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18 December 2002 Enhancement of sparse aperture imaging through multiwavelength synthesis
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Provided the MTF has no holes, data from an unfilled aperture can be processed to form an image. The filled aperture always has higher signal-to-noise, but if that system is too large to build, then lower signal-to-noise may be better than no signal whatsoever. For constant collecting area, it is better to have fewer, larger telescopes and move them around to fill the MTF, but for many applications, e.g., the NASA/GSFC Stellar Imager, the change in the target during the reconfiguration time is a more significant limit than the signal-to-noise ratio. This drives the optical design towards a larger number of smaller apertures. Reconfiguring has higher signal to noise than snapshot imaging because different portions of the MTF are filled by different photons, thereby allowing better filtering. With this insight, we see that the signal-to-noise can also be improved by filling different portions of the MTF with different wavelengths. Furthermore, the use of multiple narrow bandwidths avoids the artifacts inherent in broadband synthesis. We have demonstrated that this works, although artifacts can form if the scene changes with wavelength. We will present results from algorithms developed for removing artifacts and for exploiting spectral diversity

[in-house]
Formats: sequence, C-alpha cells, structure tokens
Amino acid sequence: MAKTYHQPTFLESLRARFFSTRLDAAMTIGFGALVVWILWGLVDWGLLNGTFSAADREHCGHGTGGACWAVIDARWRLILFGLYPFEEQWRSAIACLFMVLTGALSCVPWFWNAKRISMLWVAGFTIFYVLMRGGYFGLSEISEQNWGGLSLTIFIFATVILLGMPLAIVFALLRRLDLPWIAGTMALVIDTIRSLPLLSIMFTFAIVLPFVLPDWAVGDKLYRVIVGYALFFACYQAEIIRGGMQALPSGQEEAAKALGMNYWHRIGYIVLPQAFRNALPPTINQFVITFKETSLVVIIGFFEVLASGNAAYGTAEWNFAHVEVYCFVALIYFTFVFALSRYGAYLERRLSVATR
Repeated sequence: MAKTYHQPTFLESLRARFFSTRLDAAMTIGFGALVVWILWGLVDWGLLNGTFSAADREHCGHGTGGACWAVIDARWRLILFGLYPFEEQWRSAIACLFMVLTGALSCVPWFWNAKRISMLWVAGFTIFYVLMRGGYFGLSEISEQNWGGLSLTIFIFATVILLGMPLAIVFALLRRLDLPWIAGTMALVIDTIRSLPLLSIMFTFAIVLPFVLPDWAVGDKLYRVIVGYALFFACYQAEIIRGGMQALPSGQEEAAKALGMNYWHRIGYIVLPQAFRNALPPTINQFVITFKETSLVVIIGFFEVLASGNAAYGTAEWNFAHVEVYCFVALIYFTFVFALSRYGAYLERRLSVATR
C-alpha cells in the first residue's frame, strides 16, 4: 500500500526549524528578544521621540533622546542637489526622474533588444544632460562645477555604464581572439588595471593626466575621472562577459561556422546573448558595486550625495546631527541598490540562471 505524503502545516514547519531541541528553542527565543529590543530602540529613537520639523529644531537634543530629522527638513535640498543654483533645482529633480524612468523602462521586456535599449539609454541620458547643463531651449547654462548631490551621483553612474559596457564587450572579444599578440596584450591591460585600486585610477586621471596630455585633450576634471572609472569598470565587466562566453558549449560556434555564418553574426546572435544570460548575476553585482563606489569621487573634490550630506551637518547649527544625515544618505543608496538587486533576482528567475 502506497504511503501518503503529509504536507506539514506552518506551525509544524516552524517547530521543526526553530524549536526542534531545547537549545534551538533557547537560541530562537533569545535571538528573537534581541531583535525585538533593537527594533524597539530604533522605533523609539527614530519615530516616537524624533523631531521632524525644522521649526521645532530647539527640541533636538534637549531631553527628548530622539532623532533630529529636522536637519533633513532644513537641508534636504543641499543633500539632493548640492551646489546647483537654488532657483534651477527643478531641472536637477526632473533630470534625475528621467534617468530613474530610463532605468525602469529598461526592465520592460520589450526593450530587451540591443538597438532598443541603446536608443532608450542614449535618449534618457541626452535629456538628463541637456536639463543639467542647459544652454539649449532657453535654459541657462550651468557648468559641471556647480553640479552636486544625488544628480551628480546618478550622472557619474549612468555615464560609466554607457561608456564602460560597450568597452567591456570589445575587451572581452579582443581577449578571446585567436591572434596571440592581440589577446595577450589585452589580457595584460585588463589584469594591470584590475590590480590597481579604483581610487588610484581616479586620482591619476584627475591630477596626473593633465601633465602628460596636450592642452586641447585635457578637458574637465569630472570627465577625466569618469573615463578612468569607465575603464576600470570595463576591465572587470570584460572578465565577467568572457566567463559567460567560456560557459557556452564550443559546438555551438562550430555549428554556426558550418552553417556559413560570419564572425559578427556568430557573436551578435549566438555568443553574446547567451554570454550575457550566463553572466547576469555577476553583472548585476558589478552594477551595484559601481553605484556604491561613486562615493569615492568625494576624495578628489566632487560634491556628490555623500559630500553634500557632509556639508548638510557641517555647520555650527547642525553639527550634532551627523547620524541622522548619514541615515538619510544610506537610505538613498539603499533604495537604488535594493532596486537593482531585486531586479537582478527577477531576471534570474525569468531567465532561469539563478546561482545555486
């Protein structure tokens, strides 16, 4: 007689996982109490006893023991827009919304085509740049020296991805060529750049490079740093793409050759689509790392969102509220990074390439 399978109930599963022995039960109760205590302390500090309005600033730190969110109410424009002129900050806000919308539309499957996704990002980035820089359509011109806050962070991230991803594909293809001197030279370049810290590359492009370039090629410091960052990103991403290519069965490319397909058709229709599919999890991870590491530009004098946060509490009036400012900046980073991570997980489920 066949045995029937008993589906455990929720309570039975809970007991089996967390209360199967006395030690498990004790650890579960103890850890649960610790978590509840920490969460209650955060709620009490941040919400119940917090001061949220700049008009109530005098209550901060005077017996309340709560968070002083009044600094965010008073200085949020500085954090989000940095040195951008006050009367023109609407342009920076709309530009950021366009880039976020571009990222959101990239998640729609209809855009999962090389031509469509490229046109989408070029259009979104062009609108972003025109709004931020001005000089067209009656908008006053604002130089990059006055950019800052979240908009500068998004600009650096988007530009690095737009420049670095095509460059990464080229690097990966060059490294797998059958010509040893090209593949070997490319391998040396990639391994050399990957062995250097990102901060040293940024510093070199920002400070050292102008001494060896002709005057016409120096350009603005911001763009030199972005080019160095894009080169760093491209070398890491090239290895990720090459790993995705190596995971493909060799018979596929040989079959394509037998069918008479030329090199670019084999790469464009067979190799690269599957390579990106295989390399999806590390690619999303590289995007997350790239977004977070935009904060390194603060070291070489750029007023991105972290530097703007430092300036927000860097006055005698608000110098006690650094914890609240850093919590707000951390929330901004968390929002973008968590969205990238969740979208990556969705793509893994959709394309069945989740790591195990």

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Chris Rollins, Peter E. Nebolsine, Norman Humer, David Mozurkewich, and Lee J. Rickard "Enhancement of sparse aperture imaging through multiwavelength synthesis", Proc. SPIE 4849, Highly Innovative Space Telescope Concepts, (18 December 2002);

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